The Legal Singularity, with Benjamin Alarie

The Legal Singularity, with Benjamin Alarie

London Futurists · 2023-08-23

The legal profession is rarely accused of being at the cutting edge of technological development. Lawyers may not still use quill pens, but they’re not exactly famous for their IT skills. Nevertheless, the profession has a number of characteristics which make it eminently suited to the deployment of advanced AI systems. Lawyers are deluged by data, and commercial law cases can be highly lucrative.

One man who knows more about this than most is our guest in this episode, Benjamin Alarie, a Professor at the University of Toronto Faculty of Law, and a successful entrepreneur.

In 2015, Ben co-founded Blue J, a Toronto-based company which uses machine learning to analyze large amounts of data to predict a court's likely verdict in legal cases. Blue J is used by the Department of Justice in Canada and Canada's Revenue Agency.

Ben has just published “The Legal Singularity: How Artificial Intelligence Can Make Law Radically Better.” And here at the London Futurists Podcast, we do like a singularity.

Selected follow-ups:

Topics addressed in this episode include:
*) Much of lawyers' work is data-heavy and involves prediction, so it is amenable to radical improvement with AI
*) Other reasons why, in principle, the legal industry should be an early adopter of AI technology
*) Reasons why the world is sometimes slow to adopt an innovation that technology makes possible
*) Automating the processes of disclosure and discovery
*) Two implications of automation for commercial earnings by law firms
*) Selling "the machine service" rather than "the human time"
*) A different kind of prediction: predicting what is likely to happen inside the inscrutable minds of judges
*) Judging as a "full body exercise" - involving the gut, heart, and compassion
*) Two "mountains of information" that legal decisions can nevertheless be reliably predicted in many cases
*) AI algorithms are more scalable, to wider use, than the limited time of expert human QCs (Queen's Counsel lawyers)
*) Even QCs can improve their performance if they take into account the advice of an AI system like Blue J
*) "Human plus machine beats human" - and can beat machine too
*) Once systems like Blue J are more widely used, the proportion of certain types of legal cases that come to trial may decrease; however, the proportion of other types of case coming to trial may increase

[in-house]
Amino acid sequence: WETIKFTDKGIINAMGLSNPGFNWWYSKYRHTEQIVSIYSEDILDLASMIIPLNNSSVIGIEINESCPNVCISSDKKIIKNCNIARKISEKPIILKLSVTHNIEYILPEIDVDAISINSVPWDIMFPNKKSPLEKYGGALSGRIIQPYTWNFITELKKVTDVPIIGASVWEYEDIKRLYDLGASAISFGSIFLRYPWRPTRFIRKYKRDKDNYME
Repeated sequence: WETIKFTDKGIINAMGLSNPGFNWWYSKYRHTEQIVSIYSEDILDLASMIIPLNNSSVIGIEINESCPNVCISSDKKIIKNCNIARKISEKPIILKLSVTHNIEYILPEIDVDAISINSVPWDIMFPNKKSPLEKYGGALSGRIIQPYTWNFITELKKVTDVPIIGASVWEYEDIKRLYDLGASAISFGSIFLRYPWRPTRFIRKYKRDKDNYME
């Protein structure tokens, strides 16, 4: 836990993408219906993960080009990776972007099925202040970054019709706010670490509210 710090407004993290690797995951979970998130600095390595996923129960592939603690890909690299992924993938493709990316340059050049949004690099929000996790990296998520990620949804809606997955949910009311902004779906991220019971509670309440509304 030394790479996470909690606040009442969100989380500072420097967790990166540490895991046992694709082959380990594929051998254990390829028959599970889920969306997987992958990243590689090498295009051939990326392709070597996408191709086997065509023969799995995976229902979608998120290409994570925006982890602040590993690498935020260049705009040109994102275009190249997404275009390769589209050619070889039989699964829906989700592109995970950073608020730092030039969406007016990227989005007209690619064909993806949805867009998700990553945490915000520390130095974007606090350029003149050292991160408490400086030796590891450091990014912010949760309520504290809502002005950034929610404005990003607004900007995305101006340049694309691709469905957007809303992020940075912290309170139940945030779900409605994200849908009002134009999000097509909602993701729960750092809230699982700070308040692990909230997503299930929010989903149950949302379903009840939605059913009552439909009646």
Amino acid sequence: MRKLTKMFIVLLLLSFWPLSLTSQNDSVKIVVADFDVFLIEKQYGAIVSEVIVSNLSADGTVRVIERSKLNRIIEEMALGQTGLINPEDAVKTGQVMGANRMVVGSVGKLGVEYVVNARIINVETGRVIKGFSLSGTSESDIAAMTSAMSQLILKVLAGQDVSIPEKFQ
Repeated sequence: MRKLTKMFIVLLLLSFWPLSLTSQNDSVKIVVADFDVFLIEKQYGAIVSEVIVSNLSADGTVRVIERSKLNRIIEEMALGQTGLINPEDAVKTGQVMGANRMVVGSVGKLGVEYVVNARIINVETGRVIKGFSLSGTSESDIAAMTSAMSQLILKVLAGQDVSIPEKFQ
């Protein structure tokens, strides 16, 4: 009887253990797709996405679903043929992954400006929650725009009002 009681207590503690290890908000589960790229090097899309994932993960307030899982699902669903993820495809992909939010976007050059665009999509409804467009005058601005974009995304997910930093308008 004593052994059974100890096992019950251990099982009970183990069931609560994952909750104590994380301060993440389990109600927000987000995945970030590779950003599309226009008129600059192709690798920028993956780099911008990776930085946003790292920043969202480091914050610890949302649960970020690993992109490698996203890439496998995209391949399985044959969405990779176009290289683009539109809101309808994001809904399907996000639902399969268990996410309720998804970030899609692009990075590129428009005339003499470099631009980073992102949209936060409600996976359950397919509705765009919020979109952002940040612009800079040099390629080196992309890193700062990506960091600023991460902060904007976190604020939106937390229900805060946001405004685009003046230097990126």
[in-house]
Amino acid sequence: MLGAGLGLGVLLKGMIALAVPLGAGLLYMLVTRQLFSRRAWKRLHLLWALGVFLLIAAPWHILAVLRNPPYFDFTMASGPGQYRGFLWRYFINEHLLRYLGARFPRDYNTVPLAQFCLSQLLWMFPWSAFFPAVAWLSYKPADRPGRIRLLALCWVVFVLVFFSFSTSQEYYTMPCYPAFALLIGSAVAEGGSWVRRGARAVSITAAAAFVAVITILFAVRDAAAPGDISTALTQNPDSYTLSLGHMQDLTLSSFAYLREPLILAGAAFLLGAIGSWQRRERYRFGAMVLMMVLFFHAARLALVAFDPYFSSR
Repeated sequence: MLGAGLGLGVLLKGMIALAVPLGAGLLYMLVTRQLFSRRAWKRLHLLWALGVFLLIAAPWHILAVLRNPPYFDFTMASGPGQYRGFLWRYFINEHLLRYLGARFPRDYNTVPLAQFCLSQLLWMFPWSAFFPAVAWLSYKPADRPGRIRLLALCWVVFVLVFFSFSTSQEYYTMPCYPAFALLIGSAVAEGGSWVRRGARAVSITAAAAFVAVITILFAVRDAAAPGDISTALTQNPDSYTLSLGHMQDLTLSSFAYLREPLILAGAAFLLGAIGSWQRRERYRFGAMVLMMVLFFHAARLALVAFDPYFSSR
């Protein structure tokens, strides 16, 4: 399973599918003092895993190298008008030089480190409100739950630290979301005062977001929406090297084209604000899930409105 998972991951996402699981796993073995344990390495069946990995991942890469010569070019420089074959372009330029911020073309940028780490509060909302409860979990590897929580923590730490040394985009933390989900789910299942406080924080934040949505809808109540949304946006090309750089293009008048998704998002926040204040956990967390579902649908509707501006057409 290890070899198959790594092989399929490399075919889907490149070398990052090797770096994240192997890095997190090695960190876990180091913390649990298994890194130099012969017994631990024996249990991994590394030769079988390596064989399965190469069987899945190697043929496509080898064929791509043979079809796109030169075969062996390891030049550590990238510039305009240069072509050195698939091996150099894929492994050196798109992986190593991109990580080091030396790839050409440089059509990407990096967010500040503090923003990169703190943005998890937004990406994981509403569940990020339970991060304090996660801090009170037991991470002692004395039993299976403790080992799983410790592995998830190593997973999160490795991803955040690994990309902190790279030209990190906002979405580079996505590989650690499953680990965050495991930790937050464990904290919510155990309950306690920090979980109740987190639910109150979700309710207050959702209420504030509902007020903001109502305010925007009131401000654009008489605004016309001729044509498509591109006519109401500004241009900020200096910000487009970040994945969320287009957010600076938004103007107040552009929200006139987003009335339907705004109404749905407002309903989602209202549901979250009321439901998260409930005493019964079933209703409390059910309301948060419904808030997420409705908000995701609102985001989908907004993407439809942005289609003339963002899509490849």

*) Entertainment industry workers are on strike in Hollywood, fearing disruption from AI technologies; why aren't lawyers on a similar strike?
*) What kinds of change in the legal profession would merit the term "singularity"?
*) A potential future in which law is a solved problem, with new laws being generated on demand whenever the need arises
*) The creation of laws that are fairer, more efficient, and better all round
*) Potential drawbacks in the run-up to the legal singularity
*) The 2013 movie "The Congress"
*) Estimates for when the Legal Singularity might occur - and for when people will realize that it is coming soon

Audio engineering by Alexander Chace.

Music: Spike Protein, by Koi Discovery, available under CC0 1.0 Public Domain Declaration

London Futurists

Anticipating and managing exponential impact - hosts David Wood and Calum Chace

Calum Chace is a sought-after keynote speaker and best-selling writer on artificial intelligence. He focuses on the medium- and long-term impact of AI on all of us, our societies and our economies. He advises companies and governments on AI policy.

His non-fiction books on AI are Surviving AI, about superintelligence, and The Economic Singularity, about the future of jobs. Both are now in their third editions.

He also wrote Pandora's Brain and Pandora’s Oracle, a pair of techno-thrillers about the first superintelligence. He is a regular contributor to magazines, newspapers, and radio.

In the last decade, Calum has given over 150 talks in 20 countries on six continents. Videos of his talks, and lots of other materials are available at

He is co-founder of a think tank focused on the future of jobs, called the Economic Singularity Foundation. The Foundation has published Stories from 2045, a collection of short stories written by its members.

Before becoming a full-time writer and speaker, Calum had a 30-year career in journalism and in business, as a marketer, a strategy consultant and a CEO. He studied philosophy, politics, and economics at Oxford University, which confirmed his suspicion that science fiction is actually philosophy in fancy dress.

David Wood is Chair of London Futurists, and is the author or lead editor of twelve books about the future, including The Singularity Principles, Vital Foresight, The Abolition of Aging, Smartphones and Beyond, and Sustainable Superabundance.

He is also principal of the independent futurist consultancy and publisher Delta Wisdom, executive director of the Longevity Escape Velocity (LEV) Foundation, Foresight Advisor at SingularityNET, and a board director at the IEET (Institute for Ethics and Emerging Technologies). He regularly gives keynote talks around the world on how to prepare for radical disruption. See

As a pioneer of the mobile computing and smartphone industry, he co-founded Symbian in 1998. By 2012, software written by his teams had been included as the operating system on 500 million smartphones.

From 2010 to 2013, he was Technology Planning Lead (CTO) of Accenture Mobility, where he also co-led Accenture’s Mobility Health business initiative.

Has an MA in Mathematics from Cambridge, where he also undertook doctoral research in the Philosophy of Science, and a DSc from the University of Westminster.

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